• Sterndrives offer a degree of familiarity in operation and maintenance, as they are based on conventional automotive style engines combined with the maneuverability of an outboard engine package.

• Hydraulically actuated cylinders give the ability to trim up or down, as with an outboard, which makes the system convenient is shallow water. A sterndrive also is fairly easy to trailer, as the drive unit can be tilted up.

• It’s relatively easy to tilt the drive up to free prop entanglements.

• With no powerhead above the transom, the sterndrive is favored by some anglers.

• The aft engine placement provides for a roomier interior layout than with conventional inboards.

• They provide good low speed and close-quarter maneuverability.

Cons

• The engine is mounted very close to the transom, limiting access for routine service and maintenance.

• With the engine mounted extremely low in the bilge and at the aftermost portion of the boat, oily bilge water collects around the engine oil pan. As many sterndrive engines use stamped steel oil pans, corrosion and oil leaks can become a serious issue, especially with an older boat.

• The exhaust system is a combination of complex castings and hoses. Because the engine sits very low in the hull and so far aft, the risk of back flushing the engine exhaust with sea water remains a concern. Many boat designs prevent the installation of exhaust risers that are high enough to prevent this from occurring.

• The power transmission from the engine is redirected through the sterndrive by a series of three shafts, connected by two sets of bevel gears. The shafting, when viewed from the side, forms a “Z” to lower the prop into clean water below the transom. Each change of shaft direction complicates the power transmission and reduces final power output.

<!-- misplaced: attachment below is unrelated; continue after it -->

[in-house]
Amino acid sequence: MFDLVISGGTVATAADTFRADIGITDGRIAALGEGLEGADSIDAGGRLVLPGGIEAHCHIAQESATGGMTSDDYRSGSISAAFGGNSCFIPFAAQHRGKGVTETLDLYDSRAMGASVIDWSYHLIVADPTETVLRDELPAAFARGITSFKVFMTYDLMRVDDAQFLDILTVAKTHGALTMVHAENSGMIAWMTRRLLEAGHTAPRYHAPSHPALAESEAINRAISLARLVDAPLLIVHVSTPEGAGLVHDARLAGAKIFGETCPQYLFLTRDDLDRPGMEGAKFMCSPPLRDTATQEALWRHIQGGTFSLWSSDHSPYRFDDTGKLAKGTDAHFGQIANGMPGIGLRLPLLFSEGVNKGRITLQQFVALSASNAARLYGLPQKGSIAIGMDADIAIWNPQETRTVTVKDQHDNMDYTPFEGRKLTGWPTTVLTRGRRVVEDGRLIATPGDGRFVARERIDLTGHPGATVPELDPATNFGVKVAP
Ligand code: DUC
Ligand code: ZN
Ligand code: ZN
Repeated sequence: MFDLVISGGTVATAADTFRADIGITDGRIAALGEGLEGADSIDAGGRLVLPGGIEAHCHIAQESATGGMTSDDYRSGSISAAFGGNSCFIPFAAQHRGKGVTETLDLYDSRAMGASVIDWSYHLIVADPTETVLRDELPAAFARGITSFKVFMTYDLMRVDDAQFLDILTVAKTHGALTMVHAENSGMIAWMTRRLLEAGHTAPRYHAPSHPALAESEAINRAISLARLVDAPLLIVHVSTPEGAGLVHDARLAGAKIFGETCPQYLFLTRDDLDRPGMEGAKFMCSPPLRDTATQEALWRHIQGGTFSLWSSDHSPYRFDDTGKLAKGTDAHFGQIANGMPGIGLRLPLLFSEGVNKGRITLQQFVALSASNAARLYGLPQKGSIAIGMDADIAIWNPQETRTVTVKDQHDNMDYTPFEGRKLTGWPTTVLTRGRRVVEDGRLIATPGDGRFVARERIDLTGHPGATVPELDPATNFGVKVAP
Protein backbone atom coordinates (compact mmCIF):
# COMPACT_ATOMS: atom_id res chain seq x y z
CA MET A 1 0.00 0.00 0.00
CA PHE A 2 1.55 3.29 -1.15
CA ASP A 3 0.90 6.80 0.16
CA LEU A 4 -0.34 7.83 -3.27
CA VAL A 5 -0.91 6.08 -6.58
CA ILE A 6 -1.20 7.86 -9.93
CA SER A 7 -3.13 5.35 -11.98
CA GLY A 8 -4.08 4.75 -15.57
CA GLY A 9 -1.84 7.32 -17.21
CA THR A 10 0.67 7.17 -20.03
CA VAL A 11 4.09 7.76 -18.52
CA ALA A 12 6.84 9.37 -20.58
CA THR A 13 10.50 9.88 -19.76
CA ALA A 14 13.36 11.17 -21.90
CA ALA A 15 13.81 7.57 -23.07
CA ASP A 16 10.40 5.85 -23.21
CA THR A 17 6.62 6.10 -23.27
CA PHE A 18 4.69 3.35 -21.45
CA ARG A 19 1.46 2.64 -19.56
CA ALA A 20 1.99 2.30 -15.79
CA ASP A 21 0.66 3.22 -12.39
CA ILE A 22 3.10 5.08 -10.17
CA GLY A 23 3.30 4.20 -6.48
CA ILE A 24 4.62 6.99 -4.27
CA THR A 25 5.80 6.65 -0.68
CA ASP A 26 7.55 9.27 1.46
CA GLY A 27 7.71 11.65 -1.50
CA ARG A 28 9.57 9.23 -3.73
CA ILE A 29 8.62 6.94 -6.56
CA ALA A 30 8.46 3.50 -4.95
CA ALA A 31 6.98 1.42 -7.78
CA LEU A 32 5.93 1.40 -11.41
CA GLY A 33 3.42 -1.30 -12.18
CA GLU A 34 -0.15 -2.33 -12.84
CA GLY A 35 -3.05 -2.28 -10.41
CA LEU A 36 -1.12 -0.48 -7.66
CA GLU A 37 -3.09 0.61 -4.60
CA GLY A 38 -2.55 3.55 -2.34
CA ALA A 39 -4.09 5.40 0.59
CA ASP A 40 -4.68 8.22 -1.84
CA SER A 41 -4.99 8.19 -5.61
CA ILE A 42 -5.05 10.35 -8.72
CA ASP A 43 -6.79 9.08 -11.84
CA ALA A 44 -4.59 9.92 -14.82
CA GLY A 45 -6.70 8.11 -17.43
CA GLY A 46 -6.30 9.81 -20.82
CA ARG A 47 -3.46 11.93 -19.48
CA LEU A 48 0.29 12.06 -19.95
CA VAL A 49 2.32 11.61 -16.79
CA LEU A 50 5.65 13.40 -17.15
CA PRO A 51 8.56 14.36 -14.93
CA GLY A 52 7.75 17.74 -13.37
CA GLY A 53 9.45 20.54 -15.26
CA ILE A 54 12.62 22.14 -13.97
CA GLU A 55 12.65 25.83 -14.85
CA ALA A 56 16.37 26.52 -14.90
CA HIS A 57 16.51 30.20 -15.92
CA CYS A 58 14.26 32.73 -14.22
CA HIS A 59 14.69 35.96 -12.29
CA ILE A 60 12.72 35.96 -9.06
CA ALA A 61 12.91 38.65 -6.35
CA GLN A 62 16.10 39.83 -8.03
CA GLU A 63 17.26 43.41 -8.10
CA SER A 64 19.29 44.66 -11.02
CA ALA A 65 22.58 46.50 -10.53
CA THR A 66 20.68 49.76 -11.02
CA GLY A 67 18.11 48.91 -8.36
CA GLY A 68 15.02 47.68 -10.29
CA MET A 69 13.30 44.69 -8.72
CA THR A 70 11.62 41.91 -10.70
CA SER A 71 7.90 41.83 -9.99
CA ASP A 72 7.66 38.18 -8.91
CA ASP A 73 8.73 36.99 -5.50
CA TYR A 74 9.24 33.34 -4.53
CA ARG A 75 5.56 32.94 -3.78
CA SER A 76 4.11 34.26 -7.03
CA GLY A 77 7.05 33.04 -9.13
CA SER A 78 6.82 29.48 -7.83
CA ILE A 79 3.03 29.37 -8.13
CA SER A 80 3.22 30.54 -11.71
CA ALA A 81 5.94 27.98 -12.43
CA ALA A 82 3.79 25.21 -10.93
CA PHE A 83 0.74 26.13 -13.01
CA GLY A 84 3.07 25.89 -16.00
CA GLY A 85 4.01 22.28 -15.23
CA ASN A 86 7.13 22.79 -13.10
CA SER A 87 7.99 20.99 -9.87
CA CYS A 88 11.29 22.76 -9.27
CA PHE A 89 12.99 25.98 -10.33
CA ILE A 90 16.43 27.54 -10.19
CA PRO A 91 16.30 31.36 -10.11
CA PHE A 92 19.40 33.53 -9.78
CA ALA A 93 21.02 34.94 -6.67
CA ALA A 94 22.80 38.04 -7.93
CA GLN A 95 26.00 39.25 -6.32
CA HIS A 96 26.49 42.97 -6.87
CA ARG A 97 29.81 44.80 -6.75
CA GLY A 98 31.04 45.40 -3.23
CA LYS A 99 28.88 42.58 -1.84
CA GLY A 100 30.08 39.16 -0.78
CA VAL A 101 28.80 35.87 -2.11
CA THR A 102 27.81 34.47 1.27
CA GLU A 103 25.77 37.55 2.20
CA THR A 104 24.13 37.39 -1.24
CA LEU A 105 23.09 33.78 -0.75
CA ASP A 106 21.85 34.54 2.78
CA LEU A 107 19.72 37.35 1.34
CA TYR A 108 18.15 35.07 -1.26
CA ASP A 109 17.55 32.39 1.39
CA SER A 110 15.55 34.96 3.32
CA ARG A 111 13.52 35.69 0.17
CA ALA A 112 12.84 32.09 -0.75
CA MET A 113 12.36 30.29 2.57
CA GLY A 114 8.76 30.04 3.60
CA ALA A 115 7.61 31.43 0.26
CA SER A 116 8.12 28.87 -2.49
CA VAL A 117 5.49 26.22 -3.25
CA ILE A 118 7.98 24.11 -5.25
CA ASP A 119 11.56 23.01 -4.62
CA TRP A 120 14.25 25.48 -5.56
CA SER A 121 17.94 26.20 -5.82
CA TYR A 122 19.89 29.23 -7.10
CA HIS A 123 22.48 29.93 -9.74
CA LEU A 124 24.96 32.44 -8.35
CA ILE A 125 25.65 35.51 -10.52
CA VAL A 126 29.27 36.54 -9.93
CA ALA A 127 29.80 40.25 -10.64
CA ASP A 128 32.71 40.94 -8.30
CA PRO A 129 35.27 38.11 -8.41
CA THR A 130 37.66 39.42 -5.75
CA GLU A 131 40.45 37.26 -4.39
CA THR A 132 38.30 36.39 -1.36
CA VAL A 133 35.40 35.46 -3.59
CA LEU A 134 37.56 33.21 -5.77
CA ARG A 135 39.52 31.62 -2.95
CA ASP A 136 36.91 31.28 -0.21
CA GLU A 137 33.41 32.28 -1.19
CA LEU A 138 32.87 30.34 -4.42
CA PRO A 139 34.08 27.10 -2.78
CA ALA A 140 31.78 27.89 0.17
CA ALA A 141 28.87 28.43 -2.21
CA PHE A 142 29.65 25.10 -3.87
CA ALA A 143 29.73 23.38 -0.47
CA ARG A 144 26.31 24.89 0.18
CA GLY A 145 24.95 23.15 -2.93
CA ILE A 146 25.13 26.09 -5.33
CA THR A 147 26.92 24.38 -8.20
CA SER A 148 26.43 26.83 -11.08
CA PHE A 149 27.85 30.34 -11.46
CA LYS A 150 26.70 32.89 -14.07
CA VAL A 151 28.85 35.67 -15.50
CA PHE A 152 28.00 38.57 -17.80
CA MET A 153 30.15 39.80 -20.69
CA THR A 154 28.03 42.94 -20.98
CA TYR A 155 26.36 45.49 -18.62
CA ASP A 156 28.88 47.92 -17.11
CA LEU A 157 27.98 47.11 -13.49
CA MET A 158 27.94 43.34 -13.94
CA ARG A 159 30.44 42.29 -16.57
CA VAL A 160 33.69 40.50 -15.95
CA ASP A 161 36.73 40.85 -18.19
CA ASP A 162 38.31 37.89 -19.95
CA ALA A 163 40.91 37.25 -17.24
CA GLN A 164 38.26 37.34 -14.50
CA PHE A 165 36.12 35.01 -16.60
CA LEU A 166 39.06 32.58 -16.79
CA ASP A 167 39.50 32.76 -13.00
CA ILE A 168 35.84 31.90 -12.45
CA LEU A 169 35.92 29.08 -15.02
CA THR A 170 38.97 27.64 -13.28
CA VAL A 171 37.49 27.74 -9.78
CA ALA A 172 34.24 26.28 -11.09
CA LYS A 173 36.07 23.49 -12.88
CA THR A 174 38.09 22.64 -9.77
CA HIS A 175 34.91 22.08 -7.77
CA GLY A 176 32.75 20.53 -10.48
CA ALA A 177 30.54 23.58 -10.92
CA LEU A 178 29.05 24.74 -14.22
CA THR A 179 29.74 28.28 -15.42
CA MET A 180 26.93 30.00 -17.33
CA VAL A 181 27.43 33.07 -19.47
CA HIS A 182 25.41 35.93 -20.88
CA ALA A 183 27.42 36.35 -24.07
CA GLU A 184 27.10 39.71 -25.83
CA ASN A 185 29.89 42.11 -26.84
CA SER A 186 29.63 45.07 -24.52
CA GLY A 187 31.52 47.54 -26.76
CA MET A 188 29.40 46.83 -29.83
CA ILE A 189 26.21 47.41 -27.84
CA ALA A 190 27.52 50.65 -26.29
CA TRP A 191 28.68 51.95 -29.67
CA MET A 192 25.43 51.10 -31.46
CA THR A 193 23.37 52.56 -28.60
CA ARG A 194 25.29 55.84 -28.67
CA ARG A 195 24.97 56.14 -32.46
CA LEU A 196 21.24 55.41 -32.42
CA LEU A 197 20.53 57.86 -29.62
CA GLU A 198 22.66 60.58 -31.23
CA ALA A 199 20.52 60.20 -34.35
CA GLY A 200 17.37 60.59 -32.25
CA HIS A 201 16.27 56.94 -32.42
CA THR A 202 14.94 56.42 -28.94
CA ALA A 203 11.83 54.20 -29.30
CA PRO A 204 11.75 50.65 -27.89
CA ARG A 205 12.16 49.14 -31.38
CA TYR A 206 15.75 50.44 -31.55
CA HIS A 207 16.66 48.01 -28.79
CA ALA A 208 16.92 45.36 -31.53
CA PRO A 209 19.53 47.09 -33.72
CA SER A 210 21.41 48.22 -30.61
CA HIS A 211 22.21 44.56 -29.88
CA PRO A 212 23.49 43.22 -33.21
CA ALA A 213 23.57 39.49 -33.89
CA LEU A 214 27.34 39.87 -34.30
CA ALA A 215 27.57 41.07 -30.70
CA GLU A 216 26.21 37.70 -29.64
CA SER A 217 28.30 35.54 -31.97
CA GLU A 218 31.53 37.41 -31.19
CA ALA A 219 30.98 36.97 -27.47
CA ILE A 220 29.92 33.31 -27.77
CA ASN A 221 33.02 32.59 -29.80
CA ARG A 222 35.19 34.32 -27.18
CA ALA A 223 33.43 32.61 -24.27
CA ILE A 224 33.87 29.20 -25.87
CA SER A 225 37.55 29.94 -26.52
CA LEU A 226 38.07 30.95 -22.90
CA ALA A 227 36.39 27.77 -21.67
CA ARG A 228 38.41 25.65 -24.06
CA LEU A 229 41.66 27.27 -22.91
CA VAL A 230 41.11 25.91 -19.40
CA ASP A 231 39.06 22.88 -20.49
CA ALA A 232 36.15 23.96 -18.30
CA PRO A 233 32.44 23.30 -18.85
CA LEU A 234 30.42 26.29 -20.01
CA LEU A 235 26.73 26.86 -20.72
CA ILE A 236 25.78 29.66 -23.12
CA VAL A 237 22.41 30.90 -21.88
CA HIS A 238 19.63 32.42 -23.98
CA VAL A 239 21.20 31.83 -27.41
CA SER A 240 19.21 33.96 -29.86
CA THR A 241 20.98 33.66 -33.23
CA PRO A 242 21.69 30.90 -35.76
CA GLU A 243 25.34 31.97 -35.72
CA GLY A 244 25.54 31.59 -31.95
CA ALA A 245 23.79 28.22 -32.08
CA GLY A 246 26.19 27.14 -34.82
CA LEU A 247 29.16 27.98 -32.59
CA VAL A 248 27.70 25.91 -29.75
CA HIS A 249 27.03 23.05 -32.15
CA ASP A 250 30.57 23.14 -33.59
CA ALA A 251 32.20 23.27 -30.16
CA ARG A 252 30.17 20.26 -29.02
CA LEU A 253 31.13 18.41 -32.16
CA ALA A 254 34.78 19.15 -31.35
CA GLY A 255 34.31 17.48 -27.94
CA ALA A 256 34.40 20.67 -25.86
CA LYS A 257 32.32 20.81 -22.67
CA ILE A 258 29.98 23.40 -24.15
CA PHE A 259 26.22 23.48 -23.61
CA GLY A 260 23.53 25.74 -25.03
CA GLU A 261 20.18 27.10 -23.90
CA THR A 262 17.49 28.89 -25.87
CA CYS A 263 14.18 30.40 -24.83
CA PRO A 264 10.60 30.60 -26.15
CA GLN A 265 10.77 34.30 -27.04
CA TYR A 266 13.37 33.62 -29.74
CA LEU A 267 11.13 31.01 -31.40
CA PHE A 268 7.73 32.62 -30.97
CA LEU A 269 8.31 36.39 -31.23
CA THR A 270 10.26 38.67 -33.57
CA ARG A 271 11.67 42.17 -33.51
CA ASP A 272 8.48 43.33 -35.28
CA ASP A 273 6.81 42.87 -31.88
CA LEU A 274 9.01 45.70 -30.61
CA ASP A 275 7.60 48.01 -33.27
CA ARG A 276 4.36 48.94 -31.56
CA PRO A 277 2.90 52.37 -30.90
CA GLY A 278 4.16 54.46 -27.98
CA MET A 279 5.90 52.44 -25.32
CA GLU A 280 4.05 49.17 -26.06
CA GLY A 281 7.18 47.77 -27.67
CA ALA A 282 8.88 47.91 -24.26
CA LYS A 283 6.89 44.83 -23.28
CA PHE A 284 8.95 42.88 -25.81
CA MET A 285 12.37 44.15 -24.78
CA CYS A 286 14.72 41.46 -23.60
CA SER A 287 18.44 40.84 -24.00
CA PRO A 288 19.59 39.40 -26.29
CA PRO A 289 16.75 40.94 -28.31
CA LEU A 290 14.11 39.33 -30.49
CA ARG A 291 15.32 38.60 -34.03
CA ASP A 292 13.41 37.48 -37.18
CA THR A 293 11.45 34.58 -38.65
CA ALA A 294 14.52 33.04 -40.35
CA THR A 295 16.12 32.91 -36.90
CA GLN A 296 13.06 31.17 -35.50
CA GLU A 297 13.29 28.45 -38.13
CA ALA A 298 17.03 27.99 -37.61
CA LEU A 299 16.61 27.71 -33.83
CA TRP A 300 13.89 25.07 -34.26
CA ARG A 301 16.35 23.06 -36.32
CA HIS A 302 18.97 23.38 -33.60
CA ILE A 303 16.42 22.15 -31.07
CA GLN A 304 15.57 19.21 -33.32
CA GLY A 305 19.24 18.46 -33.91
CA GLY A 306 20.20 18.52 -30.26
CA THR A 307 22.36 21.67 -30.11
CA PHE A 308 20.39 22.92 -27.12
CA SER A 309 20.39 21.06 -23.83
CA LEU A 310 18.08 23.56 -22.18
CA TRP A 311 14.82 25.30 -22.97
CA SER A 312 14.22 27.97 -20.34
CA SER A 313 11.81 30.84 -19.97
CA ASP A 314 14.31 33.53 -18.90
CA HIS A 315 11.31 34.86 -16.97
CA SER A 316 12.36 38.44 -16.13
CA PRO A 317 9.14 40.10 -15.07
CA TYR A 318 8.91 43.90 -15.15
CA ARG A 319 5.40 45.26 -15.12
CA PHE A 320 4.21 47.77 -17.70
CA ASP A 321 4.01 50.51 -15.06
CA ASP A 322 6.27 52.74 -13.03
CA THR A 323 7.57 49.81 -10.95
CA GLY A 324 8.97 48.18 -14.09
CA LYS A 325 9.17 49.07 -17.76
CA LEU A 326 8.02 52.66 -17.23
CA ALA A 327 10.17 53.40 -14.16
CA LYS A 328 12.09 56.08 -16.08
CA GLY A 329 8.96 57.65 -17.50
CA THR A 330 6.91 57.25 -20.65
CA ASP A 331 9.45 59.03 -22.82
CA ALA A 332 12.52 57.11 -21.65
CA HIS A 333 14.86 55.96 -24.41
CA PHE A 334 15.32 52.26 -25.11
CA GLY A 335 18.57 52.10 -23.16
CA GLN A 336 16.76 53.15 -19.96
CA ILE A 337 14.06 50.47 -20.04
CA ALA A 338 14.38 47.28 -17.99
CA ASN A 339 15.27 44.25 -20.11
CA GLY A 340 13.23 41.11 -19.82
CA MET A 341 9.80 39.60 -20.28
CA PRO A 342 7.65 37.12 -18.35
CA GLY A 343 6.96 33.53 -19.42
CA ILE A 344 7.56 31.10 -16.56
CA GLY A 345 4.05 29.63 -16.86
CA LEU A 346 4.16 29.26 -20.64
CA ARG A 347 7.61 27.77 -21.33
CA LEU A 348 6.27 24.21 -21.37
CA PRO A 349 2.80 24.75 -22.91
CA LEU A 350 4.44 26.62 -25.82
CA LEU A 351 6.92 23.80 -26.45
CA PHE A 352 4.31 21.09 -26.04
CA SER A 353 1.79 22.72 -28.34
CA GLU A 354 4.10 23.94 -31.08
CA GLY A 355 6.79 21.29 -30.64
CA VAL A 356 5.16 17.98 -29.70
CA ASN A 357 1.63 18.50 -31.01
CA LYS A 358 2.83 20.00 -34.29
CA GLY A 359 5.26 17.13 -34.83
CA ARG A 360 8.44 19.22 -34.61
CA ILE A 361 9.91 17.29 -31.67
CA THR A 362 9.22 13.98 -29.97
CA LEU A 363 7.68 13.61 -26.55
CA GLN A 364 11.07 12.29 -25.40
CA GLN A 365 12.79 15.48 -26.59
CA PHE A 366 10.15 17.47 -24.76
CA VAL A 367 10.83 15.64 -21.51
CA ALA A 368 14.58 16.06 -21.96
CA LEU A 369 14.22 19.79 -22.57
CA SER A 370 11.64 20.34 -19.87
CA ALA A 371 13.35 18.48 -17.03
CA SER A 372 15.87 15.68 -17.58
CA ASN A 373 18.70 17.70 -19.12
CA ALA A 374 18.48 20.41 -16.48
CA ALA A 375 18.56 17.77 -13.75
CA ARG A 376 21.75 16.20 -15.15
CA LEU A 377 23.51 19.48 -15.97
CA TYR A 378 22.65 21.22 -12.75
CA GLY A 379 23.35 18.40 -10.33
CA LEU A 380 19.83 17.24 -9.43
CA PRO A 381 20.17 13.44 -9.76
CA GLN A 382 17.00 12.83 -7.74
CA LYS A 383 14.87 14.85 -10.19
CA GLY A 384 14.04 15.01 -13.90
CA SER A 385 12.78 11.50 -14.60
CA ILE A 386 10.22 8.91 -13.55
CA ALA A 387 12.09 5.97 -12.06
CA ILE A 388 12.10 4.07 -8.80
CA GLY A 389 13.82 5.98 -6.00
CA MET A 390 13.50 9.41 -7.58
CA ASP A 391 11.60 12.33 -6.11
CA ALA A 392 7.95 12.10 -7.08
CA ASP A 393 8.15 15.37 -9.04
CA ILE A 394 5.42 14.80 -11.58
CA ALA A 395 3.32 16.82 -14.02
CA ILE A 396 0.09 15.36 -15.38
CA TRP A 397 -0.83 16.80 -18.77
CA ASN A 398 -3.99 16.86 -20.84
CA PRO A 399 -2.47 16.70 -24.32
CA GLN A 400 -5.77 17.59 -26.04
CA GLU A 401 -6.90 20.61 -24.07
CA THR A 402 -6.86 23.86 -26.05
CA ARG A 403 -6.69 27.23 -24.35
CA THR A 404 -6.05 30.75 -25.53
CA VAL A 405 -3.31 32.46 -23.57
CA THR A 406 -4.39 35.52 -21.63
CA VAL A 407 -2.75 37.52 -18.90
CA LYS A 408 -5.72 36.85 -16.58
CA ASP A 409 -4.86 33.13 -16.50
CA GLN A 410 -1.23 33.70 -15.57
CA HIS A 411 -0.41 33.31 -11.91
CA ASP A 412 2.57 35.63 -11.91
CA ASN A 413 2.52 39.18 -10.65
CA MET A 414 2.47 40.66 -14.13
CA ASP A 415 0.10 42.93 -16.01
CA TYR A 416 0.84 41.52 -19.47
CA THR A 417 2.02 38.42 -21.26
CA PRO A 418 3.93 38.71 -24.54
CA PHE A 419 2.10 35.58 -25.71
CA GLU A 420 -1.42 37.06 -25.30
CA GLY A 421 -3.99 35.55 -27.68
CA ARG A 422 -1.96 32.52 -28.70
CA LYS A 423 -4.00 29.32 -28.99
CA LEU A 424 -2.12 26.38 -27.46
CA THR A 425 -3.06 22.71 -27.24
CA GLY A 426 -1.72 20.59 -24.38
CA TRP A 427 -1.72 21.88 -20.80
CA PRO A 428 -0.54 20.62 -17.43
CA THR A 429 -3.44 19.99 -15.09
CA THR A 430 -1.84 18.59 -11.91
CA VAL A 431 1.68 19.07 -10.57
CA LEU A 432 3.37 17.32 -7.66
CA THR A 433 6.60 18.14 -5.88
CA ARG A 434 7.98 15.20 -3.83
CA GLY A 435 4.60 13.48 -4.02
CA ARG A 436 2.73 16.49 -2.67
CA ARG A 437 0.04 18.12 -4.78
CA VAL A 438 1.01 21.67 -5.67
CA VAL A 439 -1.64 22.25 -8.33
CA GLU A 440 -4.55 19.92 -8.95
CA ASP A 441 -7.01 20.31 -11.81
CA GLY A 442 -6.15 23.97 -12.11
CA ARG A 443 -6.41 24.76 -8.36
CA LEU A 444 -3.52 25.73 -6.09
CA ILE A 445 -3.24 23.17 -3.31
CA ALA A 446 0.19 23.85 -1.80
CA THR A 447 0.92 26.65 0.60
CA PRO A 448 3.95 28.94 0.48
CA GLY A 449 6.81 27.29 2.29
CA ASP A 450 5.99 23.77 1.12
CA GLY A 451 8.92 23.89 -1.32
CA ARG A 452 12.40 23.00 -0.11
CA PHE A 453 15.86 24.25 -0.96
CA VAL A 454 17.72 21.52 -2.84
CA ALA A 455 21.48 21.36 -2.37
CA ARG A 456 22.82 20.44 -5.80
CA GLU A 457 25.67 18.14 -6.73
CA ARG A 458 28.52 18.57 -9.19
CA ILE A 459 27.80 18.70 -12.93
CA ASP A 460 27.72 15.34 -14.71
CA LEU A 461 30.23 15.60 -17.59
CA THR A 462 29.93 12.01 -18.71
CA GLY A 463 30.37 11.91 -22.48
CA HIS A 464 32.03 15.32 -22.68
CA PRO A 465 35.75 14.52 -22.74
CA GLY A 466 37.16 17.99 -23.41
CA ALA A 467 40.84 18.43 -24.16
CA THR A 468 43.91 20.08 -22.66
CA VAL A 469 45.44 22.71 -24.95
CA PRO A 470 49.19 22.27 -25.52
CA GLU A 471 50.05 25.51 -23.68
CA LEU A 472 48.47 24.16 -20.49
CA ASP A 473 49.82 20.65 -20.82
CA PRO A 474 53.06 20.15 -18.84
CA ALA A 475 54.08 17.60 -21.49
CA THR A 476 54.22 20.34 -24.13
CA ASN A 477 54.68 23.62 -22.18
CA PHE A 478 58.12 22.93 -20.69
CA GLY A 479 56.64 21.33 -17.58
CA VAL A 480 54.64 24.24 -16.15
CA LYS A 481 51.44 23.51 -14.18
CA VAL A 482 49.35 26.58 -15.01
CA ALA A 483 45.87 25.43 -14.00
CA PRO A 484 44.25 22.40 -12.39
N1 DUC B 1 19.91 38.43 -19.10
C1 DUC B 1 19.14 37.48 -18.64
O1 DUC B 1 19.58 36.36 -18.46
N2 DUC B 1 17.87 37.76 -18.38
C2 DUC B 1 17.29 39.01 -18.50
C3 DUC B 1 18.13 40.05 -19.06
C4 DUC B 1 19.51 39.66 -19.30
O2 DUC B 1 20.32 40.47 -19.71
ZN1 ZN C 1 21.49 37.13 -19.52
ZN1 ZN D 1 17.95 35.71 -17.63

• The sterndrive pivots both laterally and vertically. To accomplish this, the assembly has four steel bearings mated to the aluminum housing. These are weak spots that must be routinely lubricated with lithium grease. Unfortunately, the grease fittings are submerged, requiring the boat to be hauled. Failing to address proper maintenance will allow the bearings to wear and corrode, causing loose and sloppy steering at the very least, and early component replacement.

• Bellows hoses that maintain the watertight integrity of the sterndrive tend to wear at the points they contact each other and the sides of the drive. When barnacles are allowed to grow on them, the hard growth can begin to cut into the bellows very quickly, as the bellows flex with trim and steering. This requires constant monitoring that only can be accomplished with the boat out of the water.

Discussion

Practical sterndrive applications are in the 20- to 35-foot range. Most of the experts agree that 40 feet is the maximum length with current sterndrive technology. Gerr says displacement also must be considered. He says sterndrive power picks up where outboards start to leave off, around 250 hp.

Peters says that in vessels smaller than 35 feet, sterndrives are easier to work with from a manufacturing and installation standpoint when compared to traditional inboards. And they typically provide better performance than straight shaft inboard installations in the 35- to 40-foot range.